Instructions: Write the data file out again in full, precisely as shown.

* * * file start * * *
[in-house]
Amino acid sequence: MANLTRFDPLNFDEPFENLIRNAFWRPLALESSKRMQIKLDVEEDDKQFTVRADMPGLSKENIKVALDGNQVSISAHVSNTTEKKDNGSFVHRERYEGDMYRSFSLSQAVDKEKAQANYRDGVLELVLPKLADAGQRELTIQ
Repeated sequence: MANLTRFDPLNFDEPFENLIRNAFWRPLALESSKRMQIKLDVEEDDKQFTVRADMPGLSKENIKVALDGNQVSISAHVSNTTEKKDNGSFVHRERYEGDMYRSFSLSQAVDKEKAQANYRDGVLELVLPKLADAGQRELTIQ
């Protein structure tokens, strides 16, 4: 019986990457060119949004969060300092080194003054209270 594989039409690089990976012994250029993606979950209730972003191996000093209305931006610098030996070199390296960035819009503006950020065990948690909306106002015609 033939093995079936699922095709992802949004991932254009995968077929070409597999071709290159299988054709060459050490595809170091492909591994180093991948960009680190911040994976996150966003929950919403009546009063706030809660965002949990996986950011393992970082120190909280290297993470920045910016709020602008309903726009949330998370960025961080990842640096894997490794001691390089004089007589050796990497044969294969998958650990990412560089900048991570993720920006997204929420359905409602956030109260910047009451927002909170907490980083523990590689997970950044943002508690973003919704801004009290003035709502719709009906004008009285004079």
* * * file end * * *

[in-house]
Amino acid sequence: MANLTRFDPLNFDEPFENLIRNAFWRPLALESSKRMQIKLDVEEDDKQFTVRADMPGLSKENIKVALDGNQVSISAHVSNTTEKKDNGSFVHRERYEGDMYRSFSLSQAVDKEKAQANYRDGVLELVLPKLADAGQRELTIQ
Repeated sequence: MANLTRFDPLNFDEPFENLIRNAFWRPLALESSKRMQIKLDVEEDDKQFTVRADMPGLSKENIKVALDGNQVSISAHVSNTTEKKDNGSFVHRERYEGDMYRSFSLSQAVDKEKAQANYRDGVLELVLPKLADAGQRELTIQ
């Protein structure tokens, strides 16, 4: 019986990457060119949004969060300092080194003054209270 594989039409690089990976012994250029993606979950209730972003191996000093209305931006610098030996070199390296960035819009503006950020065990948690909306106002015609 033939093995079936699922095709992802949004991932254009995968077929070409597999071709290159299988054709060459050490595809170091492909591994180093991948960009680190911040994976996150966003929950919403009546009063706030809660965002949990996986950011393992970082120190909280290297993470920045910016709020602008309903726009949330998370960025961080990842640096894997490794001691390089004089007589050796990497044969294969998958650990990412560089900048991570993720920006997204929420359905409602956030109260910047009451927002909170907490980083523990590689997970950044943002508690973003919704801004009290003035709502719709009906004008009285004079």